The Center for Data Innovation spoke with David Block-Schachter, chief scientist at Bridj, a data-driven mass transit company based in Boston. Block-Schachter spoke about some of the insights Bridj’s analysis has uncovered and how the company works with academia to integrate new insights into practice.
Travis Korte: Can you introduce Bridj, what you offer, and who uses it?
David Block-Schachter: We like to think of Bridj as an everyday transportation system that adapts in real-time to where people live, work, and play. Powered by data, we use a network of express shuttles that offer efficient and flexible trips. For the typical commuter, more than two-thirds of jobs in the nation’s largest metro areas are inaccessible within an hour and a half by way of existing transit systems. We’re looking to fill that gap.
Korte: What are some of the insights you’ve come across in using data to understand commuter demand?
Block-Schachter: One of the most fascinating things we’ve seen is the extent to which, especially in Boston, geographic distance and travel time is often disconnected. For example, to get from Coolidge Corner in Brookline to Kendall Square in Cambridge is just over 2 miles. It takes a transfer and 40+ minutes (on a good day) by existing non-single occupancy vehicle (SOV) modes, or a $30 parking charge if you drive. In other words, the most efficient and reliable mode of transit, before Bridj, is walking. There is a lot of time and money out there for people to save. We think we can help with that.
Korte: You use a lot of data sources to figure this stuff out, which means you probably have quite a bit of data management on the backend to deal with. How do you reconcile all these data sources and get them all together in a usable form?
Block-Schachter: Our biggest challenge is how you reconcile the patterns we derive from looking at the anonymous sources of people who aren’t using our service yet with those who are already using it. That is, how do you find the right balance between trusting the overall patterns of the city with those of our fantastic beta testers. The key for us has been to break down travel to its core—which is time and location-based—and to let the rest of the data float around it.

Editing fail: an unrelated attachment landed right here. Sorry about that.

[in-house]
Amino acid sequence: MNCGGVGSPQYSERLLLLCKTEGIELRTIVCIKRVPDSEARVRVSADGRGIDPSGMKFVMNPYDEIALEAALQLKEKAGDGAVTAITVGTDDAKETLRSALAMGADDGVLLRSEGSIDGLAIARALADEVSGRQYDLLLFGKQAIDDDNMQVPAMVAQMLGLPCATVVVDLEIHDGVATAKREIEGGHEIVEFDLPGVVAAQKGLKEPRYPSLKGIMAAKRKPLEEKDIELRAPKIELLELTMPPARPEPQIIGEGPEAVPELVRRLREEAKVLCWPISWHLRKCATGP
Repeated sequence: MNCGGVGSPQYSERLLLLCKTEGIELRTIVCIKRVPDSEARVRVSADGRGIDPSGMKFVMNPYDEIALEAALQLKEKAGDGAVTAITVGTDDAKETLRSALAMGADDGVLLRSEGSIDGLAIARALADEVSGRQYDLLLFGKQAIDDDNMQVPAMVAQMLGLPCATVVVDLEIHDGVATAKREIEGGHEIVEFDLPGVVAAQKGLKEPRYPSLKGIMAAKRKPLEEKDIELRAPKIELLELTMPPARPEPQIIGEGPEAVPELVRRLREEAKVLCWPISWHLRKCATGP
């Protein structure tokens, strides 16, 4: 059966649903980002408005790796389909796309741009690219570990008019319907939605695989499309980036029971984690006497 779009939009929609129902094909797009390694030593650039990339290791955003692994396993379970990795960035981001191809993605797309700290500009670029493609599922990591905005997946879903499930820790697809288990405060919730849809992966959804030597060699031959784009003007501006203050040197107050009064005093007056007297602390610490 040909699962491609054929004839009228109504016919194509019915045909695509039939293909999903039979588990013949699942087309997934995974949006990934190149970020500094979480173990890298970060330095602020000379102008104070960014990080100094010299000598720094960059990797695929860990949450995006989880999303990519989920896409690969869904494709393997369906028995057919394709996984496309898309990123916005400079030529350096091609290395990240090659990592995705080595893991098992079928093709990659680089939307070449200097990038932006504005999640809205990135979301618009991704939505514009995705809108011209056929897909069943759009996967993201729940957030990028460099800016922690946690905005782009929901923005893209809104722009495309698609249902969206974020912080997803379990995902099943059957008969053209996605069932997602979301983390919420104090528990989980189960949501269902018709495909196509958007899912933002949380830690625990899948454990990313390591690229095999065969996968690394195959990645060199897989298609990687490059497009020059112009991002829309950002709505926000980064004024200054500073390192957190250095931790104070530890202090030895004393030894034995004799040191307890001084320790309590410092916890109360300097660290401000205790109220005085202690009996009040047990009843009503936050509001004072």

Korte: Right now you’ve launched in fairly small areas. Do you see this being mainly a city-based endeavor in the future or could you see it nationwide?
Block-Schachter: The plan is to cast a city wide network that gives thousands more Bostonians the opportunity to take Bridj and then scale to other cities across the United States. We’re still very much so in the early stages of our beta! We only launched in Boston this past June.
Korte: This is a cool data source even from an academic perspective. Have you considered working with urban planners or other academics to study the data to learn more about city services?
Block-Schachter: Absolutely! This is incredibly important to me personally and to the company as a whole. I come out of an academic background. I got my doctorate at MIT and then worked on academic research with public transit agencies, both externally and internally, before coming to Bridj. We keep close informal ties throughout academia and spend a lot of time figuring out how we can take academic work and integrate it into practice. We think of ourselves as partners in not just understanding how cities move, but improving it. And working with academics is core to that mission.